And there we go! That bizarre effect seems to be gone. So I'm just going to unhide everything, and there we go. With this mouth, as you can see, with these eyes looks more sad or concerned. To pull the eyebrows down into a V shape would create an angry mouth, so it's one way for getting two for one. And the last thing we need to do is I like the mad or sad mouths to begin and end with the angry or sad closed mouth.

So let's select the close mouth in the angry sad state, hold down Alt or Option, and drag to here. And then more housekeeping. Let's just remove those tweens so that we've a solid untweened buffer between each of these. You could switch on tweening here if you like. I like to have this gap here; it's easier for me to read. So, there we go. Now as you can see, notice this, that the keyframes at the end of the happy mouth have a black line between them, and these don't. And this really, really puzzled me when I saw it. This seems to be a recent behavior of Flash: when you switch tweening off, it pulls the line away.

Now this can be worrying, and it was worrying to me when I saw it, because this has a specific meaning. Now I'm going to open up, in your exercise files folder there's a project called 02_03_sync, so let's open that. I'll sync test. Let me show you what this means, if you're not familiar with it. If you're familiar with it, then you probably don't need to be watching this, but if you're not, this is worth seeing. I made a symbol with nine frames in it, from 1 through 9, numbered 1 through 9 graphically, and with this syncing effect, when you select motion tweening and you click on the area, in the Properties panel you can switch syncing on or off.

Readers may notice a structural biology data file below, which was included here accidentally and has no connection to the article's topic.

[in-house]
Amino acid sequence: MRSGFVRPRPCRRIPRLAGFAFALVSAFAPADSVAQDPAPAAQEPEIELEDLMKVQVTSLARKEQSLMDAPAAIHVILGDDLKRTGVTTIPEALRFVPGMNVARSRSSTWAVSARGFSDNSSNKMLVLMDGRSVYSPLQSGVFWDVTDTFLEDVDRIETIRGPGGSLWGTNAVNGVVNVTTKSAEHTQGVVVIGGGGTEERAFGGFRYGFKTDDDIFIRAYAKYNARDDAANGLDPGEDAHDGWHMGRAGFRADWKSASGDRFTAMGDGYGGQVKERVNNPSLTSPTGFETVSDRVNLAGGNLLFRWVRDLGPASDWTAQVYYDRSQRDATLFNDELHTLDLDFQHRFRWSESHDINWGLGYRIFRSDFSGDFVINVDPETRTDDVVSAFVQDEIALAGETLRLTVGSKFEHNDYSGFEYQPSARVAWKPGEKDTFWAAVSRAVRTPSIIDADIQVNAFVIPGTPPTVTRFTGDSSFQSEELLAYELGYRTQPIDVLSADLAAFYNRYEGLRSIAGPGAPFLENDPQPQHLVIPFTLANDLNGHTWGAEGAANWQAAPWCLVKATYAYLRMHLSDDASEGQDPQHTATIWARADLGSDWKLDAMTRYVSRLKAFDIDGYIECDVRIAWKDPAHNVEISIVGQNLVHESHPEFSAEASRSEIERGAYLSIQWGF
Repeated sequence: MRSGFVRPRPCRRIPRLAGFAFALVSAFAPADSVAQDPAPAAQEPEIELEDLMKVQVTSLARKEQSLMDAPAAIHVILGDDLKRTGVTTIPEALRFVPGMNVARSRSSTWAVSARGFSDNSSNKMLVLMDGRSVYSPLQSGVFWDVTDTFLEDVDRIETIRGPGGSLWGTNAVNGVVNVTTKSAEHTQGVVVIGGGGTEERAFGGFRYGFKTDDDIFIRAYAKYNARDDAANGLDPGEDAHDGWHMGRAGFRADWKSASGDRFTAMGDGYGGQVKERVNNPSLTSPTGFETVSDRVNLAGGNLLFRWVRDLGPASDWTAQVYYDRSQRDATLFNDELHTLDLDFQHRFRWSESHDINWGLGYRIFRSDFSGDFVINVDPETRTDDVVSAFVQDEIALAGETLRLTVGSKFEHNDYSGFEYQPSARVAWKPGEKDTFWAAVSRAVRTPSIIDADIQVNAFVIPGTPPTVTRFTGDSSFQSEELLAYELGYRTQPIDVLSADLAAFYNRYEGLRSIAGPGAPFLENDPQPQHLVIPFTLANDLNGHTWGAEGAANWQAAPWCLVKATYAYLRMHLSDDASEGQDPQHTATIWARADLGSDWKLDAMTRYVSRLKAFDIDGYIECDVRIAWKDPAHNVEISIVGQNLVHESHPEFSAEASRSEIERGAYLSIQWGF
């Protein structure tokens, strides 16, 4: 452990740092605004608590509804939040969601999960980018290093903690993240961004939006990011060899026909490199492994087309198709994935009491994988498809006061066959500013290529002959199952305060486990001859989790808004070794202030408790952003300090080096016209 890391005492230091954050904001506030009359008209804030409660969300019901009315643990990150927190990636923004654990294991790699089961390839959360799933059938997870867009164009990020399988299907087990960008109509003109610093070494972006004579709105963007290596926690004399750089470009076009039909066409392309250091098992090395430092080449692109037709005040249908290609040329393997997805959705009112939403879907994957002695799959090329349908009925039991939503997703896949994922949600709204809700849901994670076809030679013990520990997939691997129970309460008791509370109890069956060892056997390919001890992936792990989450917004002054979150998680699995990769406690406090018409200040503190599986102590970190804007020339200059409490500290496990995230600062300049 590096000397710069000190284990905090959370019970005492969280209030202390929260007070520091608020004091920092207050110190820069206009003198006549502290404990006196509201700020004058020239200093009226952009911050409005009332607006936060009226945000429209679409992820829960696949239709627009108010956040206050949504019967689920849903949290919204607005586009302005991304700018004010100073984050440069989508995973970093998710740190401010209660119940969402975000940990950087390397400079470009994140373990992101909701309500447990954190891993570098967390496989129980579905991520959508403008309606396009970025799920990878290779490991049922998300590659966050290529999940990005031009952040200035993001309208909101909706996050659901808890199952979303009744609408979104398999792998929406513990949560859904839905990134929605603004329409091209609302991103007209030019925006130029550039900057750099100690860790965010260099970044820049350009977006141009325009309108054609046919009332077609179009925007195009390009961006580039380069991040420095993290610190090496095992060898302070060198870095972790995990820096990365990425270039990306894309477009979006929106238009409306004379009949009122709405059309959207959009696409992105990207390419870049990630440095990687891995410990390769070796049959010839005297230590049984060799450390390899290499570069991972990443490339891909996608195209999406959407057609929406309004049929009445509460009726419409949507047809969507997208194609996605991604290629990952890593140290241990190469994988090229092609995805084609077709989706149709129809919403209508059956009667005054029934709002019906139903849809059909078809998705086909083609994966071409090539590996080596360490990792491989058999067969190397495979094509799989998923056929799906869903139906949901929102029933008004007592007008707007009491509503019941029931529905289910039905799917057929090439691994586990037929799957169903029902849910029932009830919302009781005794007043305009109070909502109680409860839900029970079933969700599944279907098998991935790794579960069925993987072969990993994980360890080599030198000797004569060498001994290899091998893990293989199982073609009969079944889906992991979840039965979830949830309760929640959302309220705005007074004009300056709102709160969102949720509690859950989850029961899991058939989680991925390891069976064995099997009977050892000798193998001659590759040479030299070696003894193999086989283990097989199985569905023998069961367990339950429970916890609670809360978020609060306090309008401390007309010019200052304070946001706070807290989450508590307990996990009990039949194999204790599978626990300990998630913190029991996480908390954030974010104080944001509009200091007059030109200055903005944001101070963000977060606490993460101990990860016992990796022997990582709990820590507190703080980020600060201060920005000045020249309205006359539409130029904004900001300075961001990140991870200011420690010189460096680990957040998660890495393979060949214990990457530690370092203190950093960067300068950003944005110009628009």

What syncing means is that all of the keyframes following the sync don't have a line separating the keys, and this means if you click on the first key and tell it to Single Frame, all of the ones that follow will obey that. And this final one doesn't because it's not synced. You see there's a black line separating it. So when I saw this happen on the dialog, I thought, oh no, there is no way to-- there is some way that syncing has been activated and that's going to mess me up, because I like to have the fine control. I like to be able to set the individual properties of all the keyframes.

And so what happens with this was, I obviously tried to remove the tween, and it's something that you often have to do. You have to switch tweening off, if you want to hold an object. And in this case, I can still set this to, for example, Single Frame and the frame that follows, I can make it Play Once. I can make it play from frame 3. There is no follow on from that. So essentially you will see this happen. Don't be freaked out by it. If you add another frame, it will be automatically selected with its own controller, and it's not going to mess you up. It's just, visually, for those of us who are familiar with older versions of Flash, it might throw you for a little bit.

I don't see any reason to panic about it, and I've included this exercise file if you want to play with this for yourself and see if there's any potential trouble. I haven't been able to see anything that's an issue with it. So as I said, just proceed and be aware that you're going to see this, but it's not going to affect your workflow. So with that done, I think we're ready to move on to do the neutral mouth by look.